I’m probably the slow kid in the class, so bear with me on the slow kid kind of questions.
If, say, National Bank really held those stocks within the index, wouldn’t they incur costs related to bid/ask spreads and commission charges to buy/sell those stocks? And in that case, they’d be earning slightly less than the index’s return, wouldn’t they? So if the total return of that index was 8 percent, and the National Bank was on the hook for 8 percent to Horizons, then wouldn’t they have to pay Horizons more than they earned through holding those stocks, if they had to pay the index’s absolute return, before costs? What remains, for National Bank, is the paltry 1.3 percent they’d make in interest, which would have to be widdled down to 1.2 percent after expenses associated with owning those stocks. I understand that owning a small number of stocks (in such a small index) would not be as expensive as a very large, broad index, but even a non-profit company, like Vanguard, charges expense ratios of roughly 0.1 percent, so we’d assume that National Bank would incur costs of at least this.
If that’s the case, I’d be critical of owning National Bank shares, as it doesn’t sound like a great business arrangement for them.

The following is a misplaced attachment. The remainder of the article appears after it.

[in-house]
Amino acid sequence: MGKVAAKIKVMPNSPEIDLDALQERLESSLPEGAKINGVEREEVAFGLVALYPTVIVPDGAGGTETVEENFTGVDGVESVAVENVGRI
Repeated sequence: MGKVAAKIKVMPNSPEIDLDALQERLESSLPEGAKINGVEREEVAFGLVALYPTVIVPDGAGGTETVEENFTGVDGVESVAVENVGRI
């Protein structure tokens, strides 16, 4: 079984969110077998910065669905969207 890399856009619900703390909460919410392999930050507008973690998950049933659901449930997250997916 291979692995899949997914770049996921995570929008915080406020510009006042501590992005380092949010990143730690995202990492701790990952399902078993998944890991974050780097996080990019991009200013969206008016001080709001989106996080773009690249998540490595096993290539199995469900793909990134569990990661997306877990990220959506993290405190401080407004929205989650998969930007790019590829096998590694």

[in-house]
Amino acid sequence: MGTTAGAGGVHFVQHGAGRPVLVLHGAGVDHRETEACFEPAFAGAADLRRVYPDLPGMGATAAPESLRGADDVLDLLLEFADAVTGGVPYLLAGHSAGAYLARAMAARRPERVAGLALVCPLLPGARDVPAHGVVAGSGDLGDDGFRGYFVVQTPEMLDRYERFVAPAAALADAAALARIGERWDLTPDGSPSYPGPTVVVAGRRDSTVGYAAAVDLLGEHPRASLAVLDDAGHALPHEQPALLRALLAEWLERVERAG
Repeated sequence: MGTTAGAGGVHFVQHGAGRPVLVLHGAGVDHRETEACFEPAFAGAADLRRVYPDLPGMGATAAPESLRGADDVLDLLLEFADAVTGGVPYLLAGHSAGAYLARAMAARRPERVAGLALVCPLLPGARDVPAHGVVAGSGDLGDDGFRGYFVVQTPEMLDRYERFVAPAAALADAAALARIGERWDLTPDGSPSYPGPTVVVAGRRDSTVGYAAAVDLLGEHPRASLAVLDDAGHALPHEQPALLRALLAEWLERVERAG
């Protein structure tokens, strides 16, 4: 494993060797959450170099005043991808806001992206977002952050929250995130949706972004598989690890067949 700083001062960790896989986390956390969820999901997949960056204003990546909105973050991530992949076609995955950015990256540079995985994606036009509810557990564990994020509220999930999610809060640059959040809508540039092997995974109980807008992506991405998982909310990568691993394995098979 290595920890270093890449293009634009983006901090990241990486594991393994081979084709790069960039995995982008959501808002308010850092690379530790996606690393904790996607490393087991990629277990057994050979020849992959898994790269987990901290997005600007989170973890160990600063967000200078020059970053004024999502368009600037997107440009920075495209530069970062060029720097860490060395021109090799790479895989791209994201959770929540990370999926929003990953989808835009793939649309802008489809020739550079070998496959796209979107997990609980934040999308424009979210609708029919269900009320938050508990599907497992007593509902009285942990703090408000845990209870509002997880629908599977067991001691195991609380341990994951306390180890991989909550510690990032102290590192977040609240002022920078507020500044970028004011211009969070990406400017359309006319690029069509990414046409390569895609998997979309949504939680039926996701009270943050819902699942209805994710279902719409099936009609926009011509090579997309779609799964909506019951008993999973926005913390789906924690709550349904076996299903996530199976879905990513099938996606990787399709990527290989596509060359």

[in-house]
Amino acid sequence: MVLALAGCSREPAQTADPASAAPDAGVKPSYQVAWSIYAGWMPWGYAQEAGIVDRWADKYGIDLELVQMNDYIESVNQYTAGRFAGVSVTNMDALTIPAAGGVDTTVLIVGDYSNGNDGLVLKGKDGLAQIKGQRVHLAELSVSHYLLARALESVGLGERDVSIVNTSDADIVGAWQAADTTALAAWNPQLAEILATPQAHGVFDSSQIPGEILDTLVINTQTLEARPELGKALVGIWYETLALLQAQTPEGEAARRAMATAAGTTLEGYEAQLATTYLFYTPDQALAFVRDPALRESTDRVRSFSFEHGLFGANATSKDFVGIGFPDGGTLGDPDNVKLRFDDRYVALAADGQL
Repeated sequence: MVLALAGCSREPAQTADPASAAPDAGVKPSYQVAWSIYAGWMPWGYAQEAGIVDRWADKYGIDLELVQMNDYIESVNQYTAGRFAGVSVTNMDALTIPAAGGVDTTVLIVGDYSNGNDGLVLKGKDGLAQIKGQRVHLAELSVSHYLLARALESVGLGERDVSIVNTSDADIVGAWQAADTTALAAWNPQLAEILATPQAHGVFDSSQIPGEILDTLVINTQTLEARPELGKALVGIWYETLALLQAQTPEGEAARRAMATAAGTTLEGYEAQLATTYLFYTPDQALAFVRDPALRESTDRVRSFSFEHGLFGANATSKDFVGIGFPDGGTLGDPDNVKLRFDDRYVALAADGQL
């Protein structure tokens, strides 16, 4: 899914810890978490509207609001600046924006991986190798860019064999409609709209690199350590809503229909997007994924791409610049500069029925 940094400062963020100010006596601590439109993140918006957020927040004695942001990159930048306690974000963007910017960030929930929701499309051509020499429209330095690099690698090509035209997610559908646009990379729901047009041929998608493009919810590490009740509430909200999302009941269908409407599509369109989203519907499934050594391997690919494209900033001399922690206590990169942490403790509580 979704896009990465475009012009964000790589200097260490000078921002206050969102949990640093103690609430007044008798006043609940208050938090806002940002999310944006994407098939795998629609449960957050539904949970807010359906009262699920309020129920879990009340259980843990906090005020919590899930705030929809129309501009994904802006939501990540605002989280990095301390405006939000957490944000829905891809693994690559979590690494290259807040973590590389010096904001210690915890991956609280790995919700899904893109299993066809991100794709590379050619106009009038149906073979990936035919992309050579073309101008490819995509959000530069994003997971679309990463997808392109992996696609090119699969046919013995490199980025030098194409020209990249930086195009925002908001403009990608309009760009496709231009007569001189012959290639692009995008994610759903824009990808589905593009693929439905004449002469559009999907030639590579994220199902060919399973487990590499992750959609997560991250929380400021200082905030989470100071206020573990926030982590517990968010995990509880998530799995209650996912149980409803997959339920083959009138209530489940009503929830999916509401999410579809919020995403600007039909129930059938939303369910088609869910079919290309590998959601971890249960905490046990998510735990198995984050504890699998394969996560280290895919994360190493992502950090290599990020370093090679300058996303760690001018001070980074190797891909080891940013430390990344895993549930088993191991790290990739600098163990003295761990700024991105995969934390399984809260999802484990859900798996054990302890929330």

What am I missing?
@Andrew: as I understand it, the counterparty can make money in three ways, and the 1.3% interest is not one of them. (They could earn that themselves, after all.)
1. They get paid a swap fee by the ETF provider. That is the case in almost all swap-based ETFs. HXT is the exception, because it uses reason #2.
2. With HXT, the bank takes advantage of a tax arbitrage opportunity. The return they earn on their exposure to the TSX 60 is a little higher than what they are obligated to deliver to Horizons, and they pocket the difference.
3. They choose to take risks with the money they get from Horizons by investing in something other than the TSX 60. If they earn excess return, they keep it. However, if they lag the index, then they’re still on the hook to deliver the index returns. So this risk is not passed on the ETF investor.
I’m comfortable with Horizon’s swap arrangements. I’m not sure that all other swap-based ETFs have such strong risk-mitigation measures for the risk of counterparty default.
I would like to know when horizon actually realizes the gain. Is it annually? If you start with $100 that horizon is holding in cash, and the return for the year is 10 percent, when does horizons actually start holding $110 in cash. I’m trying to figure out the risk of holding the ETF over a course of say 10 years. Are you at risk of only losing the current years returns if the counterparty defaults?
@KW: Horizons always holds cash, and the amount held is adjusted continuously as the value of the fund increases. Horizons is legally bound to make sure the counterparty risk never exceeds 10%, so the length of time you hold the ETF is irrelevant.